“MAD MEN” Season Two Quibbles

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Within a few months, I managed to become a big fan of the AMC series, ”MAD MEN”. I became a fan so fast this past summer that after watching two episodes of Season Two, I purchased a copy of the DVD set for Season One. And fell deeper in love. As for Season Two, I thought it was excellent. In fact, I consider it a slight improvement over Season One. But . . . I do have some quibbles about it:

 

“MAD MEN” Season Two Quibbles

1. Duck Phillips – I had once complained on the “Basket of Kisses” site that by the end of Season 2, Duck Phillips (portrayed by the superb Mark Moses) seemed to resemble a minor villain that Don Draper had to defeat. Someone responded that Matt Weiner never intended to portray Duck Phillips as some kind of villain. After reading two interviews that Weiner had given, I now see that I had been right to accuse him of such a thing in the first place. How disappointing.

2. Don’s Approval For Pete – Why did Pete Campbell need Don Draper’s approval? What on earth for? Pete is a grown man in his late 20s. His existence at Sterling Cooper should have meant more to him than acquiring the approval of someone as flawed as Don. He did not need Don’s approval. He did not need anyone’s approval to exist. And the fact that he gave up a promotion to snitch on Duck – all for Don’s approval – makes me realize that Pete has not matured one bit.

3. Bobbie Barrett – Matt Weiner’s comments about Bobbie Barrett made me realize a few things about the show’s fans. Judging from the comments I have read about Bobbie over the past few months, I get this feeling that most fans viewed Bobbie’s sexual desires and aggressive personality in the same manner that Joan’s fiancé, Greg, had viewed Joan’s sexual history. And since these fans certainly could not drag Bobbie to the floor and rape her, they resorted to calling her every bad name in the book and then some.

After 46 years, our society has barely changed. It seems as if even in the early 21st century, we have maintained a whore/Madonna complex about women. Even Weiner labeled Bobbie as ”that woman” in his interviews about Season Two. He also claimed that it had been wrong for Don to sleep with Bobbie. I do not understand this comment. What was Weiner trying to say? That it was it wrong for Don to have sex with Bobbie and not wrong for him to cuckold Betty with women like Rachel Menken, Midge Daniels and Joy?

4. Paul Kinsey and Sheila White – What on earth happened to the storyline featuring Paul Kinsey’s romance with Sheila White? The season’s second episode – (2.02) “Flight 1” – reveals that Paul is involved in a romance with an African-American woman named Sheila White. This revelation causes a rupture in Paul’s friendship with Joan Holloway, when the latter makes racist comments about the romance. Two episodes later, the romance is hinted again when a visiting Sally Draper finds a photo of Sheila on Paul’s desk. In the episode (2.10) “The Inheritance”, Sheila makes another appearance on the show. She and Paul have a fight over his reluctance to join her in Mississippi for a voter’s registration campaign. He eventually joined her after being pushed out of a trip to California by Don Draper. When Paul returned to New York in (2.13) “Mediations in an Emergency”, Paul informed his co-workers that Sheila had dumped him after three days.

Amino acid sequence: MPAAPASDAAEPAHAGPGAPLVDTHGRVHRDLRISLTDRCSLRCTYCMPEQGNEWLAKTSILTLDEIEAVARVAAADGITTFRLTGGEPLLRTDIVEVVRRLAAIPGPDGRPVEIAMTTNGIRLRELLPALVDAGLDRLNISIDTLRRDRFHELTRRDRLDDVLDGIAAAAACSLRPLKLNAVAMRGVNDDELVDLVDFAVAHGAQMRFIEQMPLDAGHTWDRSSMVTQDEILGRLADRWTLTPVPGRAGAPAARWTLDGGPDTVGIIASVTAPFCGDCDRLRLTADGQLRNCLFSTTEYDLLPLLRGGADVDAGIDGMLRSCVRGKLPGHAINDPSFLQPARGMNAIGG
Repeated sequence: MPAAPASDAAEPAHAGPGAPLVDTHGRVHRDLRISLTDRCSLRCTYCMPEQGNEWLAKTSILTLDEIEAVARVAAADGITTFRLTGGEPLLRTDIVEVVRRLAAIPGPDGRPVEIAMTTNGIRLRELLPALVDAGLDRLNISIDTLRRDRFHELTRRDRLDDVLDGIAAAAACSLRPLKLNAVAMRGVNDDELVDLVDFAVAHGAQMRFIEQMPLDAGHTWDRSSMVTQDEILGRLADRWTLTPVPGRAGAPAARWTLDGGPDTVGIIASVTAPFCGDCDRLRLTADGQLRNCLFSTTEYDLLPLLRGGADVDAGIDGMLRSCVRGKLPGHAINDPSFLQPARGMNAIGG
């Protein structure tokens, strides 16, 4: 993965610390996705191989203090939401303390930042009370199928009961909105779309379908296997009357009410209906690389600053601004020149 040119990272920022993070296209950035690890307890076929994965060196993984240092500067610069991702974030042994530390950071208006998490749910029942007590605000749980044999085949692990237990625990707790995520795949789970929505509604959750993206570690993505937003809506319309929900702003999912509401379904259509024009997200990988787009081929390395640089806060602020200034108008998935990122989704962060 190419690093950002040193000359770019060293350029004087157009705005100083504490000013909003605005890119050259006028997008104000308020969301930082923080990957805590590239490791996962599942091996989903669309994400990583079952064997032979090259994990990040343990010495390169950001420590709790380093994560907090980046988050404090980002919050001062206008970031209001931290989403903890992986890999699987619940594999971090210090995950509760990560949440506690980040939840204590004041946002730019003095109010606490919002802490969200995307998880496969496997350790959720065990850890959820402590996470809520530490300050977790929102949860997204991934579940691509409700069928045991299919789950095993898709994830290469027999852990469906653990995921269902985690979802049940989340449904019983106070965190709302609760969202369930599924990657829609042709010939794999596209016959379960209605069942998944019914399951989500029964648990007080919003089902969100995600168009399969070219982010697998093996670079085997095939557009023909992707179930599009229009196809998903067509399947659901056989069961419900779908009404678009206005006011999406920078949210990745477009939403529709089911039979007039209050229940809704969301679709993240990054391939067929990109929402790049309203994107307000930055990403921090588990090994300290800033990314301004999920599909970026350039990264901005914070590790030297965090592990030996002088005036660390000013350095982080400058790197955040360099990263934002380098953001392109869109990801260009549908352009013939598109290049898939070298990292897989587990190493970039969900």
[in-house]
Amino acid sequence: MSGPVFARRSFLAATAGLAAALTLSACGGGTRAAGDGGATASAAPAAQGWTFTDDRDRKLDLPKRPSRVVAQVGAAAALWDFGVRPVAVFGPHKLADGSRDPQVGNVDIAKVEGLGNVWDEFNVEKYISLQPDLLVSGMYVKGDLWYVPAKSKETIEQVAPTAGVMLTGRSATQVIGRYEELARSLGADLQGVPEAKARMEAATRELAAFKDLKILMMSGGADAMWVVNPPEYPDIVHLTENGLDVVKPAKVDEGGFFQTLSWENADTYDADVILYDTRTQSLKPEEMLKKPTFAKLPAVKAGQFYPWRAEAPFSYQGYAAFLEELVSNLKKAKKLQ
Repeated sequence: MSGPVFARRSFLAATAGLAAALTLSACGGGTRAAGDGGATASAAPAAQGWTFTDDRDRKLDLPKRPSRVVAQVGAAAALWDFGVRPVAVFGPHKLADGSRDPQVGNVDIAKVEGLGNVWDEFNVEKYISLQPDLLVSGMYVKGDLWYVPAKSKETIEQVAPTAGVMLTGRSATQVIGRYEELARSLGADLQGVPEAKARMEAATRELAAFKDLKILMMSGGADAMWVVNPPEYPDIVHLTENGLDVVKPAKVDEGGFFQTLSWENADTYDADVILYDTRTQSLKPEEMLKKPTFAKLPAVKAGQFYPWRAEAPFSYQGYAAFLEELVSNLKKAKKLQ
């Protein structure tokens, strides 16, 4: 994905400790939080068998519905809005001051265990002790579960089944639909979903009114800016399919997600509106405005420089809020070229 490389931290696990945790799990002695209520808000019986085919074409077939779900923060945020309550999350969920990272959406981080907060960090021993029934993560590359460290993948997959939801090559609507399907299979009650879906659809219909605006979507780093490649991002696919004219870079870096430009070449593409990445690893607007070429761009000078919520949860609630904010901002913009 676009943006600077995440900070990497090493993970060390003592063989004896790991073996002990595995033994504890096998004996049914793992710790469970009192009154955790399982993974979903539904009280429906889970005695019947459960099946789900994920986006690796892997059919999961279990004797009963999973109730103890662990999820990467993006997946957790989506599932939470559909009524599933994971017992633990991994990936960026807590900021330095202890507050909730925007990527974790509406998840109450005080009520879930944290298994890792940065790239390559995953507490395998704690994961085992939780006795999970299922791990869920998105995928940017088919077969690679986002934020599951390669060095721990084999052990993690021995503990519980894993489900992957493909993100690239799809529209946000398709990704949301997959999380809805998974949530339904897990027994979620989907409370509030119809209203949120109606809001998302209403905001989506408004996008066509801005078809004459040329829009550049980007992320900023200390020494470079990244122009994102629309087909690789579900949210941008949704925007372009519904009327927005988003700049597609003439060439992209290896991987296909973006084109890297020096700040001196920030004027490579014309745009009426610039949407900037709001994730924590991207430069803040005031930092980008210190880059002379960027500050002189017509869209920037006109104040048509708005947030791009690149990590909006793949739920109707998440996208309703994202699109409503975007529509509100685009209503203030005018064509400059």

All I can say is this – WHAT IN THE HELL HAPPENED? What led Sheila to finally dump Paul? Unfortunately, Weiner never revealed her reason. He simply ended the romance on a vague note. What makes this move even more annoying to me is the fact that many fans did not question the vague manner in which the romance ended. Instead, they crowed that Sheila had dumped Paul because of his pretentiousness.

One aspect of good cinematic storytelling is that one should ”show” what happened and not tell. Weiner ”told” the viewers what happened to Paul and Sheila . . . and he failed to tell the entire story. This makes me wonder if Weiner had decided not to continue exploring Paul’s relationship with Sheila in order to please the fans. If most of them had defended or made excuses over Joan’s racist comments about the pair’s romance, it really is not that hard for me to come up with this possibility.

5. Peggy Olson’s Meteoric Rise – Could someone please explain how a young woman between the ages of 20-22 or 23, managed to rise from a secretarial school graduate/secretary to the senior copywriter for Sterling Cooper in less than two years? I realize that Peggy was a natural talent in the advertising business. Both Freddie Rumsen and Don Draper recognized this. And I had no problem with Don promoting her to junior copywriter in the Season One finale – (1.13) ”TheWheel”. But what on earth made him promote her to senior copywriter around the end of Season Two’s (2.09) “Six Months Leave”?

One, Don was rather peeved that Peggy had failed to inform him about Freddie Rumsen’s drunken “accident”. And two, there were other copywriters at Sterling Cooper who were capable of assuming Freddie’s position as the senior copywriter. Who? Well, there was Paul Kinsey. I realize that Paul’s pretentiousness and romance with Sheila White made him unpopular with many fans. But Season Two also proved in the episode, (2.06) “Maidenform” that he was just as talented as Peggy. He also has more experience than her, which would have made him the perfect candidate to replace Freddie. Personally, I believe that Don had allowed his mentoring of Peggy to get the best of her and promoted her at a time when she did not really deserve it.

* * * *

Aside from the above quibbles, I thought that Season Two of ”MAD MEN” was excellent. I would go as far to say that it was actually an improvement over Season One. I would be very surprised if it ever failed to earn an Emmy nomination for Best Drama, next August.